The two main methods of microsurgical reversal are two-layer anastomosis and modified one-layer anastomosis.11 Both involve placement of interrupted sutures using an operating microscope. Sutures should be fine and nonirritating (e.g. 9–0 or 10–0 nylon). With two-layer anastomosis, sutures are first placed in the mucosal layer, and then a second set of sutures is placed in the muscle layer. The modified one-layer approach involves placement of several full-thickness sutures, followed by additional sutures through the muscle layer only, which are placed between the full-thickness sutures.29 Similar results have been reported using the two-layer and modified one-layer approaches (Table 2). The modified one-layer approach may be beneficial in that it takes less time. However, the two-layer approach allows for better apposition of the cut ends of the vas in cases in which there is a large difference in the diameters of the cut ends.

Table 2. Patency and pregnancy rates for two-layer compared with modified one-layer microsurgical vasectomy reversal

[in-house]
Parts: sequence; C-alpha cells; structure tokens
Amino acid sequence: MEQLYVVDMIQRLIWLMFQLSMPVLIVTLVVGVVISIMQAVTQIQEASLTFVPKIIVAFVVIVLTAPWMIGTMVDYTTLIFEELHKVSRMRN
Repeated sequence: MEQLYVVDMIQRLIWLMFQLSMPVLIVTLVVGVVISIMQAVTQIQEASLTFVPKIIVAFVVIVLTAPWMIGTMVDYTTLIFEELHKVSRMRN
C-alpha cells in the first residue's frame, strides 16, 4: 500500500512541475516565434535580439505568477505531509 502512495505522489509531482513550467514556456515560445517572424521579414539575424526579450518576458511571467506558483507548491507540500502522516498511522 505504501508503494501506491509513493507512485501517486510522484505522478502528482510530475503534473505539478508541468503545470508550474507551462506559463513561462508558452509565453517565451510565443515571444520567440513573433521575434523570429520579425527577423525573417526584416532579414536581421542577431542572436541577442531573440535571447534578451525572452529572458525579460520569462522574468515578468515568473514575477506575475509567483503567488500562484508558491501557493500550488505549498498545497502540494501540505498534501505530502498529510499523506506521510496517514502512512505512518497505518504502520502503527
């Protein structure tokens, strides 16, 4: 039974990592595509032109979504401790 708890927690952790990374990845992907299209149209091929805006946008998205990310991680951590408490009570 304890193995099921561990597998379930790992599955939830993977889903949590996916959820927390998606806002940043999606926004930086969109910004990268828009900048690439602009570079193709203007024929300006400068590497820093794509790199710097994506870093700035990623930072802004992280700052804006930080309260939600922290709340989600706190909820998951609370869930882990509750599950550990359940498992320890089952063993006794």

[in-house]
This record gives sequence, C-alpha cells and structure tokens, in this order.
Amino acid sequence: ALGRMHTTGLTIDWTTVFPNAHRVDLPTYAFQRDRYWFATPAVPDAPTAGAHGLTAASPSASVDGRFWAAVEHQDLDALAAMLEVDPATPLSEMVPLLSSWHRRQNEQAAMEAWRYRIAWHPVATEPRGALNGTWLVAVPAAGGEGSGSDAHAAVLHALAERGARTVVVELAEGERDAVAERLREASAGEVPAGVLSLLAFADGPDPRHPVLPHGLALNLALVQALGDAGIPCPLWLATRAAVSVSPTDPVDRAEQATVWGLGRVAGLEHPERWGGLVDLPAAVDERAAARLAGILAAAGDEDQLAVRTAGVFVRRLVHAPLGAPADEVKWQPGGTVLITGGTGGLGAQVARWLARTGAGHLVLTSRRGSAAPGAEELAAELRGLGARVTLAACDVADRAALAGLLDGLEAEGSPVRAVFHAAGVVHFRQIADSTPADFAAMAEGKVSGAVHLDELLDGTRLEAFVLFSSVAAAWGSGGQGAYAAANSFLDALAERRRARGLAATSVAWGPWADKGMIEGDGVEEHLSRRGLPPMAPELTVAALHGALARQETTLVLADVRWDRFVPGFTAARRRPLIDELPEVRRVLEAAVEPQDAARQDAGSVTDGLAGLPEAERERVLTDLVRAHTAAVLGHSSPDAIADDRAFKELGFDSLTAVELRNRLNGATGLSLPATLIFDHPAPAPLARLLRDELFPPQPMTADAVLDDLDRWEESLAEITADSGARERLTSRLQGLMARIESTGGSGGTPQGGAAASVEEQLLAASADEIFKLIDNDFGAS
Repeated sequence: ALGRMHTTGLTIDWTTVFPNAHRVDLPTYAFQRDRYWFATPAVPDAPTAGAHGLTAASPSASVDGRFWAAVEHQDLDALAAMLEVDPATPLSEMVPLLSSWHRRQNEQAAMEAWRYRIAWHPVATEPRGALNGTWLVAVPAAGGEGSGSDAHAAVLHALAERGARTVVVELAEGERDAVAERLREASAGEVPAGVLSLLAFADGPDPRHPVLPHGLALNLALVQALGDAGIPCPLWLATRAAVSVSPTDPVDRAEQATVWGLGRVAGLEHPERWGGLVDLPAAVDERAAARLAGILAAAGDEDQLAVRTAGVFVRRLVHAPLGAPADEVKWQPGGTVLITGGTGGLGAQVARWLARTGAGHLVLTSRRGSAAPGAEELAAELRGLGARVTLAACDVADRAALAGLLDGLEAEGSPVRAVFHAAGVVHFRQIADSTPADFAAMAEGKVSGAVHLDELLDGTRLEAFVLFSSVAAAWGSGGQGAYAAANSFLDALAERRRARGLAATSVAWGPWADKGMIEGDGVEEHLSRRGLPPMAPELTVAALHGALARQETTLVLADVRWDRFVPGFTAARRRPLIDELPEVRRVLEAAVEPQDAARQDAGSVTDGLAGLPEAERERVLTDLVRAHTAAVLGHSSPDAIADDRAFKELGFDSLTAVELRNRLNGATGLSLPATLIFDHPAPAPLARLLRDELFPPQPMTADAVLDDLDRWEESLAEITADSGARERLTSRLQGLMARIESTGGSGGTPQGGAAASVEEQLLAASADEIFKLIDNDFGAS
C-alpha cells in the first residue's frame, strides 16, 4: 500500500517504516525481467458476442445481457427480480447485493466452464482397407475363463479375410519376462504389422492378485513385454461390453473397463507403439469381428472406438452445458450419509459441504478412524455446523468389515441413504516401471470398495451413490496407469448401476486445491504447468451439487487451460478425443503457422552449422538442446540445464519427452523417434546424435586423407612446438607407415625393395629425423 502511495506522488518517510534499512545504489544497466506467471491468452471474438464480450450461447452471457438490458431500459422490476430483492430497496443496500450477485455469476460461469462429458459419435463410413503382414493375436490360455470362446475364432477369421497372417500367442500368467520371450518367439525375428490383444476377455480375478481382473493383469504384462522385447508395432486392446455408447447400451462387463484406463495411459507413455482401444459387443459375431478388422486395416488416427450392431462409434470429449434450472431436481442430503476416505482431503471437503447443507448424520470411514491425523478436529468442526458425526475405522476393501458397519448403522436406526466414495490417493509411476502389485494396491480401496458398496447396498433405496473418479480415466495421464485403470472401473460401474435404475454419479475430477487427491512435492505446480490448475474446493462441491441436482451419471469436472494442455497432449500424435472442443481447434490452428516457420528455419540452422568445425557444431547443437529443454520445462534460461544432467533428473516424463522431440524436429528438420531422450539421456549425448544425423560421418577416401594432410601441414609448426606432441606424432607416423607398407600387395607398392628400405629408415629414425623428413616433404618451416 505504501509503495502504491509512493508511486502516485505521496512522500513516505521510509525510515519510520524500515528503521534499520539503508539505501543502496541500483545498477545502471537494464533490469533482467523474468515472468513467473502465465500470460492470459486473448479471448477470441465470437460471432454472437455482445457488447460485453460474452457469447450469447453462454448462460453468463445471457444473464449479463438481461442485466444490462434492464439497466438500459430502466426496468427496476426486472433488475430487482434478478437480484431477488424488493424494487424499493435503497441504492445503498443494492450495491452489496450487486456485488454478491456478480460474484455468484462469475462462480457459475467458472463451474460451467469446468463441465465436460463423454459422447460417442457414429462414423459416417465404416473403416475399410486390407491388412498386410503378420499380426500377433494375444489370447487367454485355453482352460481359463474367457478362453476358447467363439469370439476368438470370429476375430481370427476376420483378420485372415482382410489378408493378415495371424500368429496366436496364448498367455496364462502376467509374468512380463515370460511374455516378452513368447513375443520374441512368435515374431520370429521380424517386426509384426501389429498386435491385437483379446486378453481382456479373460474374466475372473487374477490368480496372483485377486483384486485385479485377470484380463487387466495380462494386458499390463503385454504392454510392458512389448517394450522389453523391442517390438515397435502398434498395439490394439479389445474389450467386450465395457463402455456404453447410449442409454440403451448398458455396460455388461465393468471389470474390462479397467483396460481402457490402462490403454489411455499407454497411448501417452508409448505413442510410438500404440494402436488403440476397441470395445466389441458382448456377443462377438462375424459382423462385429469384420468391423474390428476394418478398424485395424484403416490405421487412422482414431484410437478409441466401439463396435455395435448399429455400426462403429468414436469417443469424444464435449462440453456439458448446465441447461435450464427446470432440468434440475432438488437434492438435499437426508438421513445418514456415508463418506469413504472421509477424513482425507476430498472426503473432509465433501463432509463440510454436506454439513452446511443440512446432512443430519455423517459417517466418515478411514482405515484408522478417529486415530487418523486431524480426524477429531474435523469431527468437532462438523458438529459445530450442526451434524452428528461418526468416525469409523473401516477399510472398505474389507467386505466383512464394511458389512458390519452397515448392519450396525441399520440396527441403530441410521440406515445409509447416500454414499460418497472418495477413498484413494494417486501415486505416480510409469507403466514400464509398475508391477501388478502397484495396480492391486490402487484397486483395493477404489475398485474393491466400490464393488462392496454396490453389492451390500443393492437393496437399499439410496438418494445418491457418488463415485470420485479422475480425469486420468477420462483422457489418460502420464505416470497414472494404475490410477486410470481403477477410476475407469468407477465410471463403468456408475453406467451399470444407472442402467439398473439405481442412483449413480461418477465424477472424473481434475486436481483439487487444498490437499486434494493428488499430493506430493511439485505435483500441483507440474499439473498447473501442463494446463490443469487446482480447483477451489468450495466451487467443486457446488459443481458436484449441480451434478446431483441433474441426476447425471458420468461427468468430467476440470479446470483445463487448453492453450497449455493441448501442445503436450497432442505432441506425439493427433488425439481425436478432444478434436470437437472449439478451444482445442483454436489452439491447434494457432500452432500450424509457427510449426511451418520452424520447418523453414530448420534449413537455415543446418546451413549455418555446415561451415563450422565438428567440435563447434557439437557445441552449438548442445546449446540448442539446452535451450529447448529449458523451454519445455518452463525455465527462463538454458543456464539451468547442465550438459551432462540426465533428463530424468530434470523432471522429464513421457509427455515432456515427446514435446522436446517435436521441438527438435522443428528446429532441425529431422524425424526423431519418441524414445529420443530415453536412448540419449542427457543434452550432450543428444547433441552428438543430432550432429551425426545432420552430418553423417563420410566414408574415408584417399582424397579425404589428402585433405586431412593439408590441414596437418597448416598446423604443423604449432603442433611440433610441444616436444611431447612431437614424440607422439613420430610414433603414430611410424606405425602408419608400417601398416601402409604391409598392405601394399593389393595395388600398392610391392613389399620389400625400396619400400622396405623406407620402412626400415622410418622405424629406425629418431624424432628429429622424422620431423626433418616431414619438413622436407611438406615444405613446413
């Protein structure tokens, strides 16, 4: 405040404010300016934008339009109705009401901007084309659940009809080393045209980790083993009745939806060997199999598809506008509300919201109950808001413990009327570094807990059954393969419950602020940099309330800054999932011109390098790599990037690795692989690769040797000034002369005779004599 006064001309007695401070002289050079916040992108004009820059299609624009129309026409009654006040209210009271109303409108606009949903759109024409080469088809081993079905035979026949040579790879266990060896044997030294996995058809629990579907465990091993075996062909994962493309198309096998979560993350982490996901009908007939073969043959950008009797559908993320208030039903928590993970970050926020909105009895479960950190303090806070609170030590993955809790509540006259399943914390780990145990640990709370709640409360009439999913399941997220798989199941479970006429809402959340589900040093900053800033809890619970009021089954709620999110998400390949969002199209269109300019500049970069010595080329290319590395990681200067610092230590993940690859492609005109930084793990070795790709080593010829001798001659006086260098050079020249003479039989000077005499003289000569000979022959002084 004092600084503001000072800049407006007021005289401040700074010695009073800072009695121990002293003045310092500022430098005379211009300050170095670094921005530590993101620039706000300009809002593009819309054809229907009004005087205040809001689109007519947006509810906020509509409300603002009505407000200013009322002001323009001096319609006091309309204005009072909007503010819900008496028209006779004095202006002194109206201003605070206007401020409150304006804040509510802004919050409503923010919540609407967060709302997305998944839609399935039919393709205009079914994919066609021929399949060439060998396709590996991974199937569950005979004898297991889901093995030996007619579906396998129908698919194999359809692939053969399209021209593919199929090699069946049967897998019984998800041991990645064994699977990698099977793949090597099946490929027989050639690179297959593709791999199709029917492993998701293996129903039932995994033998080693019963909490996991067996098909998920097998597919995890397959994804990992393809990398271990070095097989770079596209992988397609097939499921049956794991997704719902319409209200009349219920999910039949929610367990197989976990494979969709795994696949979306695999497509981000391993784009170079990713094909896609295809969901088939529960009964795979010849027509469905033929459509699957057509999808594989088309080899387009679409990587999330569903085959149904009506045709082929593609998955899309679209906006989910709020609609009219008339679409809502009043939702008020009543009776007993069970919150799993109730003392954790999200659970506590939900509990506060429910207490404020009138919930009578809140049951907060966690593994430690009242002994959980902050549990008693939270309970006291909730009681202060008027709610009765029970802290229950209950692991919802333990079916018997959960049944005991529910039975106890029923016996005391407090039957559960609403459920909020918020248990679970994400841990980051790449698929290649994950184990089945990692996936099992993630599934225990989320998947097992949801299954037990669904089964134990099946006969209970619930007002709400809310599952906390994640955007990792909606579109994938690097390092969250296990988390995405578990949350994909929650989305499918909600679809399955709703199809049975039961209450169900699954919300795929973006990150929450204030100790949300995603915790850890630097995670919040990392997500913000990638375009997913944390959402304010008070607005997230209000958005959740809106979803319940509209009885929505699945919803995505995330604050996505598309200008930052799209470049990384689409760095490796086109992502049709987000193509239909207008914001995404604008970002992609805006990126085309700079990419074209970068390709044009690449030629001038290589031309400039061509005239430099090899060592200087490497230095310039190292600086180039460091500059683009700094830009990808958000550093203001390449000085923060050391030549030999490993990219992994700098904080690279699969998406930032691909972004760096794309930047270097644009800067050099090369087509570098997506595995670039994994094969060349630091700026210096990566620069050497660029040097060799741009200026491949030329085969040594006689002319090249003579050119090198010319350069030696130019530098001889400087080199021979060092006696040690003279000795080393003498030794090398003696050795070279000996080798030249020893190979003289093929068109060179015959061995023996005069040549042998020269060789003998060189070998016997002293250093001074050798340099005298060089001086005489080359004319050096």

Modified One-Layer






Sharlip (1981)30





Lee (1986)17





Belker (1991)1





Takihara et al (1995)31





a Differences are not significant


During vasectomy reversal procedures, the surgeon should perform a microscopic examination of the fluid obtained from the testicular end of the vas. Temporary muscle spasm may prevent the initial exudation of fluid. In some cases, gently massaging the vas, probing the lumen, or irrigating with saline may initiate the flow. The character of the fluid may provide some indication of the likelihood of success of the reversal and may also influence the decision to do a vasoepididymostomy as opposed to a vasovasostomy. If sperm (either motile or nonmotile) or even just sperm heads are present in the intraoperative vas fluid, then vasovasostomy is performed for vasectomy reversal.11 This usually indicates a good prognosis and early appearance of sperm in the ejaculate. If sperm are not present in the vas fluid but the fluid appears watery (i.e. clear, colorless, and transparent), vasovasostomy should still be the procedure of choice, because sperm often reappear in the ejaculate with time in these cases.1, 32 When sperm are absent from the vas fluid and the fluid appears cloudy or is creamy or paste-like in consistency, then vasoepididymostomy may afford a higher chance of success.29, 33